Thursday, 25 October 2012

Collaborative Inboxes Now Work!

Google Groups' different types of groups ( Web Forum, Email List and Collaborative Inbox and the other one ) do more to muddy the waters of understanding Google Groups than actually describe what it is they actually do. Anyway...

 I previously have blogged here that Collaborative Inboxes didn't work because in order to receive a reply to an enquiry - it meant that you had to be a member of a group - and therefore able to see everyone else's enquiries. This is the equivalent of group therapy for a clap clinic, in that as a question asker, you get to see everyone else's questions.

I was only now, just showing someone interested in using Collaborative Inboxes, that particular quirk when I discovered a "cc The original sender" checkbox which is by default checked. Yay!

This means you could now use Collaborative Inboxes for private issues, that get responses from the experts who are members in that group. AND fellow experts can see your response. AND the person who replies doesn't have to remember to make sure the person who asked the question in the first place gets a reply.

This is great and means that Collaborative Inboxes can be used for generic enquiry email addresses and responded to by a team of people - which is what they were supposed to be in the place.

Monday, 15 October 2012

Platform Dilemma ( UI Builder vs HTML application )

I'm currently working with the Chemistry dept. to help use Google Docs for recording students lab experiment marks.

It sounds simple enough until you find there are over 170 students in a year and there are at least 20 tests to be done, and the students get broken down into groups and rotated, and different people need to log different bits of information (that the student attended, their mark, that their mark has been agreed etc ). That's well over 2000 marks a year.... which in the scale of numbers isn't the biggest, I know, but that's not where the dilemma is.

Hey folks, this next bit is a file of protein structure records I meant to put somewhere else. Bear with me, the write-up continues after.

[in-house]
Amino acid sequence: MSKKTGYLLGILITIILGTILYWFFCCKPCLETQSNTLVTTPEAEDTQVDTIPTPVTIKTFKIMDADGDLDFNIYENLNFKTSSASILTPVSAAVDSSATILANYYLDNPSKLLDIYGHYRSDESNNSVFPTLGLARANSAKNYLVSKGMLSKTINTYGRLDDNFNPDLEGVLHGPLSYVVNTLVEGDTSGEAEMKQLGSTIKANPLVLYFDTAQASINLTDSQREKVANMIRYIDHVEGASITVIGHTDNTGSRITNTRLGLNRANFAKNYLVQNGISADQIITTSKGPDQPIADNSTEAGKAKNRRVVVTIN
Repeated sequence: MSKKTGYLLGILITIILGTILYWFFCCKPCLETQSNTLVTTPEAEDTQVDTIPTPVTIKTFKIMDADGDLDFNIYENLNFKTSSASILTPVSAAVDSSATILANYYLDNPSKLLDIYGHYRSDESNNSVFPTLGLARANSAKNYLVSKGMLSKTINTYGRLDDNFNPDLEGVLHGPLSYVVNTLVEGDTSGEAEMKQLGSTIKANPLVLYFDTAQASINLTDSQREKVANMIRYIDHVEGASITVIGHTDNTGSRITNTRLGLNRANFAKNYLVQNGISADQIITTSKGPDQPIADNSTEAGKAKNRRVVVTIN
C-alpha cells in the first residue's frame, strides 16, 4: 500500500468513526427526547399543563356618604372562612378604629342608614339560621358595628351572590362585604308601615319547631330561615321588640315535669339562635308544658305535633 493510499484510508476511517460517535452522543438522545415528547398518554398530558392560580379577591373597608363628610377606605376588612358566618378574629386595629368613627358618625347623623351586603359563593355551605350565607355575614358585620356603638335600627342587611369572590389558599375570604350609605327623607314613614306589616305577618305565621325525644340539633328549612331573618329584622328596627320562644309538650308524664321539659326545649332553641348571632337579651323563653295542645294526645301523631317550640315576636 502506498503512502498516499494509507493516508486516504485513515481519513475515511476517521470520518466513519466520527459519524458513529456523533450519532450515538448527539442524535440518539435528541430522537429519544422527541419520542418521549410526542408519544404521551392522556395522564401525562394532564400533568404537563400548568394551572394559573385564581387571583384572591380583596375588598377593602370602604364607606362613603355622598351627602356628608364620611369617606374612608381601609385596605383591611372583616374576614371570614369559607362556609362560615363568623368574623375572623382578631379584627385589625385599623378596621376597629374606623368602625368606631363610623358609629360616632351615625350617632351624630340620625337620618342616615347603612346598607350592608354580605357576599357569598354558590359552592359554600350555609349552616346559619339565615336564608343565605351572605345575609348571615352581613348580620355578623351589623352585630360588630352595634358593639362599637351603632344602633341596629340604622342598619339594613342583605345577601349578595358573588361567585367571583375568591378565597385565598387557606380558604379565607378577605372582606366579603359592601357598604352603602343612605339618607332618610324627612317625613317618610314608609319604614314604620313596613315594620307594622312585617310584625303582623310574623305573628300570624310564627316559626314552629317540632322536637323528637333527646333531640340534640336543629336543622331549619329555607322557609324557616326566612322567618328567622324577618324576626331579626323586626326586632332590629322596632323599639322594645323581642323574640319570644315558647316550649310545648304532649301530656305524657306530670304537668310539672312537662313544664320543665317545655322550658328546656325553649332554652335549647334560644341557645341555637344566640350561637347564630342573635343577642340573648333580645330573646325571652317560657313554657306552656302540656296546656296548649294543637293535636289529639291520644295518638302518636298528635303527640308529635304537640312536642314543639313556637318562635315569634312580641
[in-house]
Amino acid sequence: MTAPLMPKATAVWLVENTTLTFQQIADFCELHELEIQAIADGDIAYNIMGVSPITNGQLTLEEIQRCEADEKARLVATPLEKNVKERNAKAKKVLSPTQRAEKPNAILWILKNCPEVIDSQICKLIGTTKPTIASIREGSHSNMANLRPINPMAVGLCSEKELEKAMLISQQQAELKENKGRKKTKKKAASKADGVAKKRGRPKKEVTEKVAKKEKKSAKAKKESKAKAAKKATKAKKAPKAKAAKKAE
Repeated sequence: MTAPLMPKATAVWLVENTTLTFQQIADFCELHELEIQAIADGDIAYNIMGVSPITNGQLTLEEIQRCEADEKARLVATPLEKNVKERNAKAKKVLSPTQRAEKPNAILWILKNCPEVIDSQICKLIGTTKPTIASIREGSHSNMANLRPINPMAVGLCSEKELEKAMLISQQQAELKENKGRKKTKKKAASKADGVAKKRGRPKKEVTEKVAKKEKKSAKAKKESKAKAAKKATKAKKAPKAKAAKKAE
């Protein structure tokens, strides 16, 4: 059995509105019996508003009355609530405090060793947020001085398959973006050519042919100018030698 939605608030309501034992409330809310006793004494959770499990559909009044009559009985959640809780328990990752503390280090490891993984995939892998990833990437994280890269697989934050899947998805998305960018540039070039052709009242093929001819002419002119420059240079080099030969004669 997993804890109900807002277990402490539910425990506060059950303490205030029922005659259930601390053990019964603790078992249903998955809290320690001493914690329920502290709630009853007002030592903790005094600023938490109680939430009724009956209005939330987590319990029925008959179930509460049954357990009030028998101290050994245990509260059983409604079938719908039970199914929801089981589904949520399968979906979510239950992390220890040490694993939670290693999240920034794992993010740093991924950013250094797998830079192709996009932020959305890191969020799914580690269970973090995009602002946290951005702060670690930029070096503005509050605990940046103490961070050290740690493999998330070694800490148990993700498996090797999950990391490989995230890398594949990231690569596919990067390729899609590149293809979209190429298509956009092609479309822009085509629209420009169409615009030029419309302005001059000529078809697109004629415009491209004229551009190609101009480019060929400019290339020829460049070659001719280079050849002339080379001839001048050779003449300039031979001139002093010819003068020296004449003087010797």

Part of the problem is the different ways different people need to access creating the students marks but I'll come to that another day.

The dilemma is that, I have the need for a really simple to use interface for entering students' marks. I could either use the UI Builder built into AppsScript OR I could create an HTML application in AppsScript.

With an HTML application, it's a breeze to add jQuery ( a Javascript library ) which means I can lovely widgets such a calendar drop-downs or type-ahead scrolling ( where you start typing the students' name and it makes suggestions ) etc. jQuery really helps to make an interface user-friendly... and if you imagine that the lecturer may have to enter 30 at a time, you can see why it needs to be easy and quick.

With a UI Builder interface, there are fewer widgets available, but the Chemistry dept. themselves will ultimately be able to continue hacking anything I build as I work with them. It's very easy to just open up a UI Builder window and start adding things or moving them around whereas working with jQuery and HTML may be too big a leap into the geeky unknown.




Friday, 5 October 2012

The Day I Dropped Round The Security Guy's

After discovering that my direction of work for the Booking System was from a security perspective, deeply flawed, I thought that I could perhaps work around giving people access to the code by embedding a web application within a Google site. I thought this would be a big structural change, but it only took a few minutes. It looks like this.


There's a slightly different approach. Firstly the spreadsheet is embedded as view only. The spreadsheet is only used a visualisation of availability now - there's no direct manipulation of any data.